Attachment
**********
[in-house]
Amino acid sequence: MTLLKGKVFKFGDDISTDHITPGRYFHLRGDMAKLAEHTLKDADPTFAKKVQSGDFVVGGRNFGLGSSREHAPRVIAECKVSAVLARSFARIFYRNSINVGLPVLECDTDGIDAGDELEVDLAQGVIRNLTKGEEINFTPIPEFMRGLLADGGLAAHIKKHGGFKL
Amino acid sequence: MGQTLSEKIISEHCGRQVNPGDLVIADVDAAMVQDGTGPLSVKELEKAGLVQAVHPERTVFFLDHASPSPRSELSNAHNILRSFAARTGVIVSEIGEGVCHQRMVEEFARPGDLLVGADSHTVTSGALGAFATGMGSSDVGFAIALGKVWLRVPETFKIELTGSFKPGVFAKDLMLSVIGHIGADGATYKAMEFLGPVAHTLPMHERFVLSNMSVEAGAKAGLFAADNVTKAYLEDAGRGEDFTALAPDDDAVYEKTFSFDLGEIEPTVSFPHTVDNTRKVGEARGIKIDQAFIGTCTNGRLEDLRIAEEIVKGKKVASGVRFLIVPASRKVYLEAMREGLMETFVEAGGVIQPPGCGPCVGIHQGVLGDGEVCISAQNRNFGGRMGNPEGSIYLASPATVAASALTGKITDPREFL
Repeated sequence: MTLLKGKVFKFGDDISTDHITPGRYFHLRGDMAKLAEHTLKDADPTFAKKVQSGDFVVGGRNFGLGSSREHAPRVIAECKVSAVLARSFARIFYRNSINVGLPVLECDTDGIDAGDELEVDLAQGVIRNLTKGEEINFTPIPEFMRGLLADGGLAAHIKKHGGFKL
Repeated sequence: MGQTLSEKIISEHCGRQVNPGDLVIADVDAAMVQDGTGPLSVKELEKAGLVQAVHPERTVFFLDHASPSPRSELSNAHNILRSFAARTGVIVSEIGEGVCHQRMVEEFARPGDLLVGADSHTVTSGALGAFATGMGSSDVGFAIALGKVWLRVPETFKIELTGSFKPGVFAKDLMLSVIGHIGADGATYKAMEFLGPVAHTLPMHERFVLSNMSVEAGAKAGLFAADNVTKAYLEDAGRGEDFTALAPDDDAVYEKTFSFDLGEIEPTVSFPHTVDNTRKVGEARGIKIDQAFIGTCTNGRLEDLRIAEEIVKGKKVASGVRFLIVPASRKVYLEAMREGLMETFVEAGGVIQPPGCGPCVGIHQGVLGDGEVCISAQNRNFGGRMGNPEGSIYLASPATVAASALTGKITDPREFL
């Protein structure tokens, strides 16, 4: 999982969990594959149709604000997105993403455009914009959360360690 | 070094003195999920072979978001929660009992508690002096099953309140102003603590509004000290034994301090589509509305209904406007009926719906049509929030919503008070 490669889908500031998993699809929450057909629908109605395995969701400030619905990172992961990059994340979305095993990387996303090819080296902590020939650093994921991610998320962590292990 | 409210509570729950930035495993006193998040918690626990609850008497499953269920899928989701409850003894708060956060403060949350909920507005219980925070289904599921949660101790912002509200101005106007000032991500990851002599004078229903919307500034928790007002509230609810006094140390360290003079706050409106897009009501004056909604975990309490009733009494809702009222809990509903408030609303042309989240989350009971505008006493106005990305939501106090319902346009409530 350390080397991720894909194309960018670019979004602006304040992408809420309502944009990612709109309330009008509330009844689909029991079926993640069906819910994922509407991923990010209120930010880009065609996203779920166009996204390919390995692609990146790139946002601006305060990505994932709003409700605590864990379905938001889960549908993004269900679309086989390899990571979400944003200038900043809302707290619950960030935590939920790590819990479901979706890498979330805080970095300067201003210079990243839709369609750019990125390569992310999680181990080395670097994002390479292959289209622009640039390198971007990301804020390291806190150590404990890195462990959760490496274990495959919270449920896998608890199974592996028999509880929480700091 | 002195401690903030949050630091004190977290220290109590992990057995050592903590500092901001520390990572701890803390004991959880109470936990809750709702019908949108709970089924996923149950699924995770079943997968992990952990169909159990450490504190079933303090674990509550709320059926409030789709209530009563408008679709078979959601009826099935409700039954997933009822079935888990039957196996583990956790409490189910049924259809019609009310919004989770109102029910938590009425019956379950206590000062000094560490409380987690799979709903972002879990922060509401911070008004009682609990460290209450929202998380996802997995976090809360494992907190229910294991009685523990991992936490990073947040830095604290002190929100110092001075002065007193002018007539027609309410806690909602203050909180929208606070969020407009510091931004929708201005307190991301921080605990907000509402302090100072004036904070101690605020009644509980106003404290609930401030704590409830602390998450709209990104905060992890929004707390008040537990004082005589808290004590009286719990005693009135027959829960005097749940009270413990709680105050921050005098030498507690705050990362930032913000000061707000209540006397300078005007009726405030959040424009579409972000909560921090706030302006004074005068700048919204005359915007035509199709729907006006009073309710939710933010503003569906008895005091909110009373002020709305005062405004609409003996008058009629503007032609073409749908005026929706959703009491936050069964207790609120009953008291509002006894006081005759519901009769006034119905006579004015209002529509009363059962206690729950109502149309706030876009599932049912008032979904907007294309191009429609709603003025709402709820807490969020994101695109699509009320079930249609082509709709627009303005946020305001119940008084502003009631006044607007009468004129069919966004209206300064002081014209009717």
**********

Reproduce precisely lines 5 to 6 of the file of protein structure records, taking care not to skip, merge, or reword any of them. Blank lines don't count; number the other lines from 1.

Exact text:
Repeated sequence: MGQTLSEKIISEHCGRQVNPGDLVIADVDAAMVQDGTGPLSVKELEKAGLVQAVHPERTVFFLDHASPSPRSELSNAHNILRSFAARTGVIVSEIGEGVCHQRMVEEFARPGDLLVGADSHTVTSGALGAFATGMGSSDVGFAIALGKVWLRVPETFKIELTGSFKPGVFAKDLMLSVIGHIGADGATYKAMEFLGPVAHTLPMHERFVLSNMSVEAGAKAGLFAADNVTKAYLEDAGRGEDFTALAPDDDAVYEKTFSFDLGEIEPTVSFPHTVDNTRKVGEARGIKIDQAFIGTCTNGRLEDLRIAEEIVKGKKVASGVRFLIVPASRKVYLEAMREGLMETFVEAGGVIQPPGCGPCVGIHQGVLGDGEVCISAQNRNFGGRMGNPEGSIYLASPATVAASALTGKITDPREFL
């Protein structure tokens, strides 16, 4: 999982969990594959149709604000997105993403455009914009959360360690 | 070094003195999920072979978001929660009992508690002096099953309140102003603590509004000290034994301090589509509305209904406007009926719906049509929030919503008070 490669889908500031998993699809929450057909629908109605395995969701400030619905990172992961990059994340979305095993990387996303090819080296902590020939650093994921991610998320962590292990 | 409210509570729950930035495993006193998040918690626990609850008497499953269920899928989701409850003894708060956060403060949350909920507005219980925070289904599921949660101790912002509200101005106007000032991500990851002599004078229903919307500034928790007002509230609810006094140390360290003079706050409106897009009501004056909604975990309490009733009494809702009222809990509903408030609303042309989240989350009971505008006493106005990305939501106090319902346009409530 350390080397991720894909194309960018670019979004602006304040992408809420309502944009990612709109309330009008509330009844689909029991079926993640069906819910994922509407991923990010209120930010880009065609996203779920166009996204390919390995692609990146790139946002601006305060990505994932709003409700605590864990379905938001889960549908993004269900679309086989390899990571979400944003200038900043809302707290619950960030935590939920790590819990479901979706890498979330805080970095300067201003210079990243839709369609750019990125390569992310999680181990080395670097994002390479292959289209622009640039390198971007990301804020390291806190150590404990890195462990959760490496274990495959919270449920896998608890199974592996028999509880929480700091 | 002195401690903030949050630091004190977290220290109590992990057995050592903590500092901001520390990572701890803390004991959880109470936990809750709702019908949108709970089924996923149950699924995770079943997968992990952990169909159990450490504190079933303090674990509550709320059926409030789709209530009563408008679709078979959601009826099935409700039954997933009822079935888990039957196996583990956790409490189910049924259809019609009310919004989770109102029910938590009425019956379950206590000062000094560490409380987690799979709903972002879990922060509401911070008004009682609990460290209450929202998380996802997995976090809360494992907190229910294991009685523990991992936490990073947040830095604290002190929100110092001075002065007193002018007539027609309410806690909602203050909180929208606070969020407009510091931004929708201005307190991301921080605990907000509402302090100072004036904070101690605020009644509980106003404290609930401030704590409830602390998450709209990104905060992890929004707390008040537990004082005589808290004590009286719990005693009135027959829960005097749940009270413990709680105050921050005098030498507690705050990362930032913000000061707000209540006397300078005007009726405030959040424009579409972000909560921090706030302006004074005068700048919204005359915007035509199709729907006006009073309710939710933010503003569906008895005091909110009373002020709305005062405004609409003996008058009629503007032609073409749908005026929706959703009491936050069964207790609120009953008291509002006894006081005759519901009769006034119905006579004015209002529509009363059962206690729950109502149309706030876009599932049912008032979904907007294309191009429609709603003025709402709820807490969020994101695109699509009320079930249609082509709709627009303005946020305001119940008084502003009631006044607007009468004129069919966004209206300064002081014209009717």